I was 35 years old when my mother finally said the healing words I’d waited to hear since I was a little girl: “I know the way I hated my body hurt you.”

She was right, of course. When she talked about her distaste for her thick thighs, I immediately looked at my own chubby legs with a frown. I might not have known that my round face was considered less than ideal if I hadn’t heard my mom bemoan her own double chin. Maybe the stretch marks that crept across my breasts when they first began to develop wouldn’t have caused me so much shame if my mom wasn’t so utterly disgusted by the ones that showed up on her burgeoning belly when my brother was growing inside.

My mother loves me desperately. She always has. She didn’t realize her chubby daughter was listening to every harsh, body-negative word she spoke about herself and absorbing that insecurity as part of her own identity.

My mom’s feelings about her body stemmed from a long, complicated series of events that began for her when she was just a child. She is truly a world-class beauty, but she has never been allowed to enjoy that because her naturally curvy body wasn’t in style when she was coming of age. Her quest for the thinness that always eluded her was about trying to alleviate her own pain. She never meant to transfer that suffering to me.

But she did. For many years, my life in a plus-size body was fraught with misery and self-loathing. I wanted to be someone else.

But I’m lucky because the internet has been “a thing” for my generation for most of our lives. I first gained access to body positivity as a concept and a movement online. It felt like home to me. In my late twenties and early thirties, I voraciously ingested content that helped me see myself in a way that mainstream diet culture never allowed.

By the time my mom and I had that beautiful talk about her role in my complicated relationship with my size, I was already living mostly happily in my plus-size body. I’d long abandoned the idea that I had to be thin to be worthy, beautiful, successful, respected, or acknowledged in the spaces where I chose to exist.

And then I found out that I was going to have a daughter.


If anything could give me the resolve that I needed to stay intentional about keeping peace with my plus-size body and finding a way to exist happily in it, it was my Amelia.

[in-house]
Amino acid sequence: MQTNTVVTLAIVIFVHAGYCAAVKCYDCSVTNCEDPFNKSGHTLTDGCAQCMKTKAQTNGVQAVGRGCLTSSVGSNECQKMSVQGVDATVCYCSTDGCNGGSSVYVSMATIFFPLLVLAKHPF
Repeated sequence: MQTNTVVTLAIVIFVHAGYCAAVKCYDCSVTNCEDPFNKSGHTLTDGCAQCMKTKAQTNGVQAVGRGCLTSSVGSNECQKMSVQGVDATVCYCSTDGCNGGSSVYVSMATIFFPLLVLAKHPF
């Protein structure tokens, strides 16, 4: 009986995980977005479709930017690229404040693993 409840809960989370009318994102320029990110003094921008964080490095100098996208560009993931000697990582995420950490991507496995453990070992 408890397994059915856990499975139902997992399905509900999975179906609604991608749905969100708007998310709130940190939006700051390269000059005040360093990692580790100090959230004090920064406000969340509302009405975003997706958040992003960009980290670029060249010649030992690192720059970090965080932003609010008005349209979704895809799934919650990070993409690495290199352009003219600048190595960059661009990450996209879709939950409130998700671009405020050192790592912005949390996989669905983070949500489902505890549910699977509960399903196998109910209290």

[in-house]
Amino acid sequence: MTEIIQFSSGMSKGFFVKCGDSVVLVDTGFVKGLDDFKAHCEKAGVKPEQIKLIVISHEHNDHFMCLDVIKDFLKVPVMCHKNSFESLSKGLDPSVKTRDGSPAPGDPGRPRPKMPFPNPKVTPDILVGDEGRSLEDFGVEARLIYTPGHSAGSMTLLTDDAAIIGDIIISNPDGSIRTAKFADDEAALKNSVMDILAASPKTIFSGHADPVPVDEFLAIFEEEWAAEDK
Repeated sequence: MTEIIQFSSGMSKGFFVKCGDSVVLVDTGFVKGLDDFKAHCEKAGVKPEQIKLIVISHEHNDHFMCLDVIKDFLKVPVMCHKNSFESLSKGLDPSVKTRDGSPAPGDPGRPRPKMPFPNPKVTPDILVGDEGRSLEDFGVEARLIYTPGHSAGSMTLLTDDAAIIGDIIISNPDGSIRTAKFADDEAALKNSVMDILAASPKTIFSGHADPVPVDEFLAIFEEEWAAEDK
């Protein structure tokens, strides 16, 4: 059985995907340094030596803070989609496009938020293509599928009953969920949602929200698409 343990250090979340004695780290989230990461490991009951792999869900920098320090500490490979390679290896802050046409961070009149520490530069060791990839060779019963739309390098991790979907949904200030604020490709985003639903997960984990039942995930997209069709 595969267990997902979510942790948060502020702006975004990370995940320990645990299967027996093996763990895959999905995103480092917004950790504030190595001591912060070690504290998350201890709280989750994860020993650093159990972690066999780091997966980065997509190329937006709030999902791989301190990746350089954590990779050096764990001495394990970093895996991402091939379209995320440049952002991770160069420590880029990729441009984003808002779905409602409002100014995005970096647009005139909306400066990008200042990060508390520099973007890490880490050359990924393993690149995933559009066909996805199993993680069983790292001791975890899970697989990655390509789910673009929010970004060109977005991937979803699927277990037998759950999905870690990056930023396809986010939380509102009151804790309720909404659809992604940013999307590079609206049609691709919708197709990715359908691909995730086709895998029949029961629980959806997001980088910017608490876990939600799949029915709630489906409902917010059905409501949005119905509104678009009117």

I used my mom’s deep love for me and her expressed regret about her body negativity as a springboard to making better choices for my own child.

It is my deepest hope that my daughter will grow up in a home where she doesn’t feel the weight of body shame or comparison. However, hope isn’t enough to make that happen. It’s my job to ensure that it’s so. And that is exactly what I try my best to do.

When we talk about bodies, we always talk about them like they’re good. We read books with characters in diverse bodies. We affirm fat bodies. Very thin bodies. Athletic bodies. Trans bodies. Bodies with limb differences. Bodies that use assistive devices. Tattooed bodies. Hairy bodies. Every shade of body. If a person has a body, I tell my daughter that it’s a good body.

We don’t talk about grown-up diets or exercise for the purpose of weight loss in front of my girl. We discuss how food helps our bodies grow and work, and how important it is to eat lots of different foods so we can get everything we need. We run and play and take long walks in the zoo, laugh and dance at ballet class, and snuggle in the chair at night and talk about how much fun it is to use our bodies and discover all the things they can do.

After a lifetime of avoiding mirrors that show anything below my shoulders, I bought a full-length mirror for my bedroom. Every day, we get dressed and then walk to the mirror and say positive things like, “We look beautiful! Our hair is in matching buns!”

But the single most important thing I do for my daughter to help her grow up at peace with her body is to speak and think positively about my own. I have lived experience that tells me that my mom’s attitude toward her body was highly effective in shaping my self-image. I have to hope and pray and believe that my positive attitude will help my daughter see everything beautiful that she is and can be.

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